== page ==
SD starting shortly after cerebral anoxia has seldom been reported. Bhatt et al.8 reported four patients who developed dystonia ranging from 1-2 weeks after the occurrence of cerebral anoxia, but these patients were not reported to have SD.8 Our patient developed dystonia and opisthotonic posturing on the 10th day of cerebral anoxic insult, which worsened on the 16th day and on the 20th day. At the time of examination in the casualty department, he was experiencing continuous dystonic spasms with severe opisthotonus. Pierro et al.16 reported a 14-month-old female who suffered cerebral anoxia after nearly drowning. On day 12 she developed decorticate posturing, dystonia, and opisthotonus and torsion spasms and subsequently was transferred to the ICU on day 41 because of SD. She recovered from her dystonic spasms within the next 20 days. Despite the recovery she was still in a vegetative state. Another child was reported, a 15-month male who developed torsion spasms on day 5 after a cerebral anoxic insult. After 3 months, his dystonia progressively worsened culminating in SD requiring an ICU stay of 6 months.16 A 19-month-old child was reported to have had developed SD 2 weeks after anoxic brain damage.25 Hence, to our knowledge, our patient is the third patient reported in the literature presenting with SD as an acute manifestation of cerebral anoxia.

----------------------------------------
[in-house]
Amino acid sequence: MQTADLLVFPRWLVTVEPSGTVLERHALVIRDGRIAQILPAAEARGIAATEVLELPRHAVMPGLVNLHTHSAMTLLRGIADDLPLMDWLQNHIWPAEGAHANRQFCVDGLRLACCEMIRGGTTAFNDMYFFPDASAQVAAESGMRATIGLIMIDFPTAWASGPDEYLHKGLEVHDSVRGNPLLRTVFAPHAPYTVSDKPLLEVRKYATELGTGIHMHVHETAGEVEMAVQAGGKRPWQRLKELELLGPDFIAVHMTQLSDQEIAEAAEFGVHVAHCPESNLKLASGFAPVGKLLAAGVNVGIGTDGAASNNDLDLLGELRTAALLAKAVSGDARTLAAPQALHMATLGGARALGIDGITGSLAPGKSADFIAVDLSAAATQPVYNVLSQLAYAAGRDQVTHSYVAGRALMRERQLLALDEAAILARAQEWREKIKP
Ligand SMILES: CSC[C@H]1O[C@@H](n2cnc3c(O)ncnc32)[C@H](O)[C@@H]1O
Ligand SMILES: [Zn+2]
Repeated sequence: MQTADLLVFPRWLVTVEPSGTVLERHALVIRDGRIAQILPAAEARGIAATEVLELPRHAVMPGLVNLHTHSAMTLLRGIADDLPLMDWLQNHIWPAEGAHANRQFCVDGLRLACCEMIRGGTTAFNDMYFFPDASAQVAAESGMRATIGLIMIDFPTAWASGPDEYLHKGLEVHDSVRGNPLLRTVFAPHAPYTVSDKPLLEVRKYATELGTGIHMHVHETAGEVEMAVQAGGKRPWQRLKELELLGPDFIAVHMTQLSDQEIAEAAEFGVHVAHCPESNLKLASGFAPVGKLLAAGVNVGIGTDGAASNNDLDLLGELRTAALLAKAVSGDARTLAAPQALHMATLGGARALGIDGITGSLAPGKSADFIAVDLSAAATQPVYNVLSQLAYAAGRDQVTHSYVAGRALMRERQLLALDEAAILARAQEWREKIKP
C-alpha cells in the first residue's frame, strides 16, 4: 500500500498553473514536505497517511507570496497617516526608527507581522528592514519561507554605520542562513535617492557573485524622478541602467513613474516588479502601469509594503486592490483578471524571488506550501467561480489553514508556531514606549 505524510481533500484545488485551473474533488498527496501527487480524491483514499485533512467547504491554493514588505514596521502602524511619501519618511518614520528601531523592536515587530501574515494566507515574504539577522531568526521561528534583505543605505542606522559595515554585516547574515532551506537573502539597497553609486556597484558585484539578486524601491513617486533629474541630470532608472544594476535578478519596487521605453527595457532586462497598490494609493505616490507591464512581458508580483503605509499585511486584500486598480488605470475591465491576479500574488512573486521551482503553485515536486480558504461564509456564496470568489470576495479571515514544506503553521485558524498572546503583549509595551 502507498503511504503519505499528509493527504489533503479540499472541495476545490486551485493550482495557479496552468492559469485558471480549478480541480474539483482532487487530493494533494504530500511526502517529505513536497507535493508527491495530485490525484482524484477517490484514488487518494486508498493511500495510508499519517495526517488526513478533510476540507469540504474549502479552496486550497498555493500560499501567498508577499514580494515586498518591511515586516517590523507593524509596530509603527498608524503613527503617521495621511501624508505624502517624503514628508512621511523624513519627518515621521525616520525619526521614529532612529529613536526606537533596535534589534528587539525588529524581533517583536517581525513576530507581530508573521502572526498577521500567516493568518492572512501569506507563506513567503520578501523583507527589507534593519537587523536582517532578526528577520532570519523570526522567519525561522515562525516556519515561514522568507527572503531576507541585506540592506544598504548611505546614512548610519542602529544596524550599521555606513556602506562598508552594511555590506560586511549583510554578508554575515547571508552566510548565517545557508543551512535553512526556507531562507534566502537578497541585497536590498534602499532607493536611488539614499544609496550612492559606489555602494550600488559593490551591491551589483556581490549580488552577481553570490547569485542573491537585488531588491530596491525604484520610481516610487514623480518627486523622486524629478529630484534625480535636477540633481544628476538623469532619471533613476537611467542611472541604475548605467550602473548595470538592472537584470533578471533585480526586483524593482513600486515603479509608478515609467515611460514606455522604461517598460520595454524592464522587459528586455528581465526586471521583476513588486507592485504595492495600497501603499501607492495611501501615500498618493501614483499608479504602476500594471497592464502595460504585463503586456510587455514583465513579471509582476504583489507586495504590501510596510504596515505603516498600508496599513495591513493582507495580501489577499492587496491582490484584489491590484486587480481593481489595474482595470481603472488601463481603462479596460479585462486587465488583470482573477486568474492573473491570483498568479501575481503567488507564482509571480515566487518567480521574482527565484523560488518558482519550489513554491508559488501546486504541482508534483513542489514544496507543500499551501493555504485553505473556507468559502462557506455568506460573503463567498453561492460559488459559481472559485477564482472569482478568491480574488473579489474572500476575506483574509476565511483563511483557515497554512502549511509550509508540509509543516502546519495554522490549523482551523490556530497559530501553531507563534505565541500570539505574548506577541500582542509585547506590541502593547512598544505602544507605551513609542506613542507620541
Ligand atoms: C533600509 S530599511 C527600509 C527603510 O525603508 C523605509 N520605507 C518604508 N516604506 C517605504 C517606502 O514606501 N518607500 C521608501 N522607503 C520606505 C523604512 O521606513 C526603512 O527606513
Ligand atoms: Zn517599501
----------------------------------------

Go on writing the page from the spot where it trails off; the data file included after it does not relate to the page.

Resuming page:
SD has been described in various conditions such as pantothenate kinase-associated neurodegeneration, perinatal hypoxia, megalencephalic leukoencephathy with subcortical cysts, primary generalized dystonia, Wilson disease, ataxia telangiectasia, and Aristaless related homeobox (ARX) syndrome.1, 17, 18, 19, 20, 21, 22, 23 Fever, infections, exposure to medication, or its abrupt cessation can be triggering factors.18 The tonic type of SD has been more commonly seen in males and is associated with higher mortality.6
A new definition has been proposed for SD in view of the concurrent occurrence of many hyperkinetic disorders with dystonia.26
SD is rare and life-threatening complication of dystonia in both primary and secondary dystonia and can be a presenting manifestation in patients who have suffered cerebral anoxia. Management of precipitating factors, intensive care, and treatment with multiple antidystonia medications are cardinal to overcome the crisis at the earliest.
We acknowledge the patient for his support and co-operation.
The authors report no conflict of interest.
All patients that appear on video have provided written informed consent; authorization for the videotaping and for publication of the videotape was provided.